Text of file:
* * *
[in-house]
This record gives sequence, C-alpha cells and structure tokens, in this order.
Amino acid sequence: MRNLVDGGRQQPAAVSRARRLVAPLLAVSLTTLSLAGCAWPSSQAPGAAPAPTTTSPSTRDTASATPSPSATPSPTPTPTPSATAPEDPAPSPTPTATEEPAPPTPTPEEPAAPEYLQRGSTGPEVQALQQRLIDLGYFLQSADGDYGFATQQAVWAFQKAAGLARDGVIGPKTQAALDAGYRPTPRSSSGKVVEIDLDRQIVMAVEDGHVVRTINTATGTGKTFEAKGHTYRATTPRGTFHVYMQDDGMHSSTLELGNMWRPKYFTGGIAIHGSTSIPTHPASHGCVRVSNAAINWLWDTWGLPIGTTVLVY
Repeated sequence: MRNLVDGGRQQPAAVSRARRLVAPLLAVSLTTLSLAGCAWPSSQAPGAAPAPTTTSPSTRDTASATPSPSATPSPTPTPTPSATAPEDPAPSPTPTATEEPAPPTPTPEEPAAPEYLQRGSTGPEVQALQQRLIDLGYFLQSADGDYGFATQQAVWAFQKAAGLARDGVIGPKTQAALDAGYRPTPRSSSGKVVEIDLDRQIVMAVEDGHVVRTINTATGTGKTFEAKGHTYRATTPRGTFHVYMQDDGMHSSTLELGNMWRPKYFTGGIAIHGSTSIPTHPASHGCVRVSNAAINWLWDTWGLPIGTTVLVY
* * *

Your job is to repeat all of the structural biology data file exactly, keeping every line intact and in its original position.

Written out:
[in-house]
This record gives sequence, C-alpha cells and structure tokens, in this order.
Amino acid sequence: MRNLVDGGRQQPAAVSRARRLVAPLLAVSLTTLSLAGCAWPSSQAPGAAPAPTTTSPSTRDTASATPSPSATPSPTPTPTPSATAPEDPAPSPTPTATEEPAPPTPTPEEPAAPEYLQRGSTGPEVQALQQRLIDLGYFLQSADGDYGFATQQAVWAFQKAAGLARDGVIGPKTQAALDAGYRPTPRSSSGKVVEIDLDRQIVMAVEDGHVVRTINTATGTGKTFEAKGHTYRATTPRGTFHVYMQDDGMHSSTLELGNMWRPKYFTGGIAIHGSTSIPTHPASHGCVRVSNAAINWLWDTWGLPIGTTVLVY
Repeated sequence: MRNLVDGGRQQPAAVSRARRLVAPLLAVSLTTLSLAGCAWPSSQAPGAAPAPTTTSPSTRDTASATPSPSATPSPTPTPTPSATAPEDPAPSPTPTATEEPAPPTPTPEEPAAPEYLQRGSTGPEVQALQQRLIDLGYFLQSADGDYGFATQQAVWAFQKAAGLARDGVIGPKTQAALDAGYRPTPRSSSGKVVEIDLDRQIVMAVEDGHVVRTINTATGTGKTFEAKGHTYRATTPRGTFHVYMQDDGMHSSTLELGNMWRPKYFTGGIAIHGSTSIPTHPASHGCVRVSNAAINWLWDTWGLPIGTTVLVY